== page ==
This important book, “Jesus and John Wayne,” addresses the often-asked question of how a man whose life is wildly inconsistent with the teachings of evangelical Christianity could so capture the support, even adoration, of so much of the evangelical community in the last two Presidential elections. It turns out we must take a broad historical perspective to truly answer this.

Author Kristin Kobes Du Mez is a professor of history at Calvin University, a well-respected evangelical Christian school in Grand Rapids MI. She is the author of a previous book, “A New Gospel for Women,” as well as numerous articles in Christian and secular outlets. She is clearly a gifted writer who holds a reader’s attention throughout, as she brings a much-needed historical perspective to this question.

As one might expect from a historian, Du Mez argues that this is not primarily a Donald Trump phenomenon but in fact has roots decades earlier. As such, this book is not an anti-Trump diatribe, although the author is clearly not a fan. Rather, its origins lie in the hypermasculine “warrior Christianity” and its accompanying extreme sexism from earlier eras of our nation’s history.

These deeper roots go back a century or more. The author discusses some early influences such as President Theodore Roosevelt’s image remaking from pampered rich scion to self-styled cowboy and warrior. Concerned that Christianity in the Victorian period was too feminized and emasculating, some early 20th-century Christian men sought to recast the faith as warlike, aggressive, and gun-loving, preparing soldiers to fight in World War I. But the warrior Christian image continued after the war, through radio evangelists as well as mainstream Protestantism’s disillusion following the battle carnage in Europe. The rise of evangelical Christianity during this period, especially its more rigid Fundamentalist wing, played into this.

A media figure who came to epitomize this militant Christian was movie star John Wayne. Like later “naughty” Christian heroes Ronald Reagan and Donald Trump, Wayne was no born-again Christian and was in fact a hard drinker, womanizer and chain smoker. Evangelicals’ attraction, however, was to the masculine ideal. Wayne’s lead in the pro-war “The Green Berets” (1968) helped to solidify this and further disdain the so-called cultural elites for their criticism of traditional masculinity.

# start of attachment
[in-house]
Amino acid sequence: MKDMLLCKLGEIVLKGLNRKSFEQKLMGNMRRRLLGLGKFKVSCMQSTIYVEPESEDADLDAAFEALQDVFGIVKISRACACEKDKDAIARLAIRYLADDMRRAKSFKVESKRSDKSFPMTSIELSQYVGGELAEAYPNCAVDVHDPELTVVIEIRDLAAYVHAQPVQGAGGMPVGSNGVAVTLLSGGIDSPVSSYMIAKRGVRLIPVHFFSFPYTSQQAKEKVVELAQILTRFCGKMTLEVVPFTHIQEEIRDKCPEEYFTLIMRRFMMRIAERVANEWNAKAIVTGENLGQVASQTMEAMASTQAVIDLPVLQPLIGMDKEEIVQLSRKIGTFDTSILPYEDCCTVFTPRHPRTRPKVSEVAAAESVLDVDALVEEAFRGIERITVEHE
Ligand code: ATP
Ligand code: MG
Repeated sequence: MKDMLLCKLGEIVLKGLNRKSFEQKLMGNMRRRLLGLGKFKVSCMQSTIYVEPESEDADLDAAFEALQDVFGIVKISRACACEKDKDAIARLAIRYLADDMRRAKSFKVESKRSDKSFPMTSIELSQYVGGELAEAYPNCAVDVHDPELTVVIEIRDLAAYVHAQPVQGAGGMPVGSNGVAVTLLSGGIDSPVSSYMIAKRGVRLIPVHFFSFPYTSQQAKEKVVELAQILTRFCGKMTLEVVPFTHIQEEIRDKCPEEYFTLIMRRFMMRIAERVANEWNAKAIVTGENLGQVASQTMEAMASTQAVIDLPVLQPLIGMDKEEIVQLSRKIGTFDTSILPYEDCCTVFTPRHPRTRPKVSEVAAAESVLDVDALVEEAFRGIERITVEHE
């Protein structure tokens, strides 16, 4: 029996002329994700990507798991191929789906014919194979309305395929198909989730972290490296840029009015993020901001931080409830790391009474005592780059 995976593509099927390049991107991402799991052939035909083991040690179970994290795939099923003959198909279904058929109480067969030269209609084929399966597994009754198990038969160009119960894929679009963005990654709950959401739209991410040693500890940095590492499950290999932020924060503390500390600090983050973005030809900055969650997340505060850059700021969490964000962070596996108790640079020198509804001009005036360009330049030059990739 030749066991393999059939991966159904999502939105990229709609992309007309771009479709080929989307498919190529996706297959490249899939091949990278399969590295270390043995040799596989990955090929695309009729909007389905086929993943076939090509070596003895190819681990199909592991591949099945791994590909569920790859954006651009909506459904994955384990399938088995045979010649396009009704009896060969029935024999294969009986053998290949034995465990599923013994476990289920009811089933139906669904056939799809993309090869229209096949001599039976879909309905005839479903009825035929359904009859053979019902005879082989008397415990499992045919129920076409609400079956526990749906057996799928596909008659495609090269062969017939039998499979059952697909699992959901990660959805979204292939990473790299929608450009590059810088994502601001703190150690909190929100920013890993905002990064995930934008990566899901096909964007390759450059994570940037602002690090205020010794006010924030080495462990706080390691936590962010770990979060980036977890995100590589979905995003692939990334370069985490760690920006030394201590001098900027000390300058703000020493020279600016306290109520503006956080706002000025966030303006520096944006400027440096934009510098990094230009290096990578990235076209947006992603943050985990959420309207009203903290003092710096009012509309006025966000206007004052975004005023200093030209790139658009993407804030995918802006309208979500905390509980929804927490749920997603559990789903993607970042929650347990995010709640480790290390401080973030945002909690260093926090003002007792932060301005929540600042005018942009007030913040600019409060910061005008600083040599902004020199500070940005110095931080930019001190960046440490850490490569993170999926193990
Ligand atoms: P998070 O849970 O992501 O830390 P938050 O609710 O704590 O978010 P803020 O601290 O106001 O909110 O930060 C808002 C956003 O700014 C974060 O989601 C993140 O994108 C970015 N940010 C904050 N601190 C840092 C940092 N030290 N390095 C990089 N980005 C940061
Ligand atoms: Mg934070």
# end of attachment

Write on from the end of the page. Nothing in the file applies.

The Vietnam War was pivotal in this developing evangelical identity. While much of the country in the late 1960s became disillusioned with American greatness, goodness and militarism, evangelicals inferred the opposite lesson, namely, that it was the absence of military power that had led to the Vietnam debacle.

Du Mez also examines anti-feminists like Marabel Morgan (“The Total Woman,” 1973) and Phyllis Schafly (“A Choice Not an Echo,” 1964), with their messages encouraging women to be subordinate to men and support political activism against feminist causes like the Equal Rights Amendment and abortion rights.

Media evangelists like James Dobson, Bill Gothard, Jerry Falwell, Ted Haggard and Tim LaHaye actively promoted such views, many becoming increasingly political. Born-again Southern Baptist President Jimmy Carter (1977-81) particularly drew their ire for his alleged “weakness” by pardoning draft evaders, signing a nuclear arms treaty, turning the Panama Canal over to Panama, and failing to bring the 52 American hostages home from Iran. His 1980 opponent Ronald Reagan’s victory owed much to religious support for his tough-guy image. This played out during his presidency (1981-89) in evangelical support for the right-wing contra insurgency in Nicaragua and the self-styled military hero Oliver North.

This warrior Christian mentality continued in the 1990s with the evangelical men’s movement and evangelical opposition to President Bill Clinton, another Southern Baptist. The rise of secular right-wing cable news figures like Rush Limbaugh, Pat Buchanan and Bill O’Reilly further stoked these fires.

Although there were always some dissenting evangelical voices, most notably from the African-American church and the progressive evangelical minority, these voices often seemed like cries in the wilderness.

After the turn of the millennium, evangelical masculinity had another cowboy ally in the White House (George W. Bush, 2001-09), whose militant responses to the 9/11 attacks delighted the warrior Christians. They also had allies in some less overtly political forces like the Christian home-school movement and morality-based groups against homosexuality and abortion rights. Both the more political right-wing forces and the morality-based groups coalesced against Barack Obama (2009-17), at times playing the unspoken race card dog whistles to varying degrees in subtle ways.

When Trump arose on the scene in 2016, his rhetoric seemed to embody the tough-guy macho positions on many issues. Although some minority evangelical voices warned against supporting Trump, his support of discipline and authority, his promises to appoint conservative judges and stem the tide of left-wing “cultural elitism” proved stronger arguments for many voters. His approval rating in office was twice as high among evangelical voters as in society at large. Du Mez argues this should not have been a surprise given the last century of political-religious interaction.

This book is detailed and well-documented and a critical read for those seeking to understand conservative Christian support for persons and causes that do not seem very Christian. At times it is difficult and troubling but one that rewards the reader with important insights.

Richard Harris is a professor emeritus of psychological sciences at K-State.

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